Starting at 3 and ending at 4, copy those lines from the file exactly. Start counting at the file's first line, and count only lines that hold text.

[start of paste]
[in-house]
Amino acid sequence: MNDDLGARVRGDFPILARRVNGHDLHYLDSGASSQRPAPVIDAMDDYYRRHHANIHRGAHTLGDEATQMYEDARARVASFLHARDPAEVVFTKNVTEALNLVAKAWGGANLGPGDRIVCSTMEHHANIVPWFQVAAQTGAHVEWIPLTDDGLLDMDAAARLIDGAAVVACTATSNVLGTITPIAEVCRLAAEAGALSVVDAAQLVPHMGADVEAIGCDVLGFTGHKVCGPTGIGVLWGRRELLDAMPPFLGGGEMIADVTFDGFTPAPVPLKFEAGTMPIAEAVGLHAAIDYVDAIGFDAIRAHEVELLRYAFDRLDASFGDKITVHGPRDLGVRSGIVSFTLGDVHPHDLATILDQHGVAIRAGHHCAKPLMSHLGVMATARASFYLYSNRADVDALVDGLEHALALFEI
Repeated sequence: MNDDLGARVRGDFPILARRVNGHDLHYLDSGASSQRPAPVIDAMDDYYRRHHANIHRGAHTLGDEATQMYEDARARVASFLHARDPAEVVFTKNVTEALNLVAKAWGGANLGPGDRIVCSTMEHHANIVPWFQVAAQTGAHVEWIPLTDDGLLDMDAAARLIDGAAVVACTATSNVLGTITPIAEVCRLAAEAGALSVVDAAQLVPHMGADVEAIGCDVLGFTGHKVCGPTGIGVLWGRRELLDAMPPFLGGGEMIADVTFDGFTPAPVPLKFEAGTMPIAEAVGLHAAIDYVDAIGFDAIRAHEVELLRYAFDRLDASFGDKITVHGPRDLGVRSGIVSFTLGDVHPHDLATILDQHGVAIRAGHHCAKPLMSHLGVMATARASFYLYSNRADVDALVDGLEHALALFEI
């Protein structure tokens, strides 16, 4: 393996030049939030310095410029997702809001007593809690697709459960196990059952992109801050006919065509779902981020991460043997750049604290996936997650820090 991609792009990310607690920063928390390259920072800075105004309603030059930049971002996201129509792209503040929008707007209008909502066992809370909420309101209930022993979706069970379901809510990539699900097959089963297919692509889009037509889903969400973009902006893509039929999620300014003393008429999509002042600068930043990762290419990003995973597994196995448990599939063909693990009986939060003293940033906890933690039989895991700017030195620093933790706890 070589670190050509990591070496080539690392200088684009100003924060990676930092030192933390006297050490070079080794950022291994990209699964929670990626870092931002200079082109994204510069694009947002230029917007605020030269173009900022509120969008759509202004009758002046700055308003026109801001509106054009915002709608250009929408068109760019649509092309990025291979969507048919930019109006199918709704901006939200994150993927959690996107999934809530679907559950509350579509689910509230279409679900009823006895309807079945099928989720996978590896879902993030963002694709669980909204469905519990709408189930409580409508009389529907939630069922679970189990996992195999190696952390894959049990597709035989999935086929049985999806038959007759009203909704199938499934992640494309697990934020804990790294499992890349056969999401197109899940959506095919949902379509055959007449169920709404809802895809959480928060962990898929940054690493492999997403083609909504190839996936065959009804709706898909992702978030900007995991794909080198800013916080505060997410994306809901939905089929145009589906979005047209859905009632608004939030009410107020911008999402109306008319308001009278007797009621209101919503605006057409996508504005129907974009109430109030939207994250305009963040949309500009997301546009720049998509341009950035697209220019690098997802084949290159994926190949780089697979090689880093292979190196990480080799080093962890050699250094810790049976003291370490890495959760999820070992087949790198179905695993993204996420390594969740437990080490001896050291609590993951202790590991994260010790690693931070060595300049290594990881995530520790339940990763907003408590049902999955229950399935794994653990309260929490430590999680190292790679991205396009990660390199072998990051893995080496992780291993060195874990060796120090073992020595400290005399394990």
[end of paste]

Repeated sequence: MNDDLGARVRGDFPILARRVNGHDLHYLDSGASSQRPAPVIDAMDDYYRRHHANIHRGAHTLGDEATQMYEDARARVASFLHARDPAEVVFTKNVTEALNLVAKAWGGANLGPGDRIVCSTMEHHANIVPWFQVAAQTGAHVEWIPLTDDGLLDMDAAARLIDGAAVVACTATSNVLGTITPIAEVCRLAAEAGALSVVDAAQLVPHMGADVEAIGCDVLGFTGHKVCGPTGIGVLWGRRELLDAMPPFLGGGEMIADVTFDGFTPAPVPLKFEAGTMPIAEAVGLHAAIDYVDAIGFDAIRAHEVELLRYAFDRLDASFGDKITVHGPRDLGVRSGIVSFTLGDVHPHDLATILDQHGVAIRAGHHCAKPLMSHLGVMATARASFYLYSNRADVDALVDGLEHALALFEI
């Protein structure tokens, strides 16, 4: 393996030049939030310095410029997702809001007593809690697709459960196990059952992109801050006919065509779902981020991460043997750049604290996936997650820090 991609792009990310607690920063928390390259920072800075105004309603030059930049971002996201129509792209503040929008707007209008909502066992809370909420309101209930022993979706069970379901809510990539699900097959089963297919692509889009037509889903969400973009902006893509039929999620300014003393008429999509002042600068930043990762290419990003995973597994196995448990599939063909693990009986939060003293940033906890933690039989895991700017030195620093933790706890 070589670190050509990591070496080539690392200088684009100003924060990676930092030192933390006297050490070079080794950022291994990209699964929670990626870092931002200079082109994204510069694009947002230029917007605020030269173009900022509120969008759509202004009758002046700055308003026109801001509106054009915002709608250009929408068109760019649509092309990025291979969507048919930019109006199918709704901006939200994150993927959690996107999934809530679907559950509350579509689910509230279409679900009823006895309807079945099928989720996978590896879902993030963002694709669980909204469905519990709408189930409580409508009389529907939630069922679970189990996992195999190696952390894959049990597709035989999935086929049985999806038959007759009203909704199938499934992640494309697990934020804990790294499992890349056969999401197109899940959506095919949902379509055959007449169920709404809802895809959480928060962990898929940054690493492999997403083609909504190839996936065959009804709706898909992702978030900007995991794909080198800013916080505060997410994306809901939905089929145009589906979005047209859905009632608004939030009410107020911008999402109306008319308001009278007797009621209101919503605006057409996508504005129907974009109430109030939207994250305009963040949309500009997301546009720049998509341009950035697209220019690098997802084949290159994926190949780089697979090689880093292979190196990480080799080093962890050699250094810790049976003291370490890495959760999820070992087949790198179905695993993204996420390594969740437990080490001896050291609590993951202790590991994260010790690693931070060595300049290594990881995530520790339940990763907003408590049902999955229950399935794994653990309260929490430590999680190292790679991205396009990660390199072998990051893995080496992780291993060195874990060796120090073992020595400290005399394990």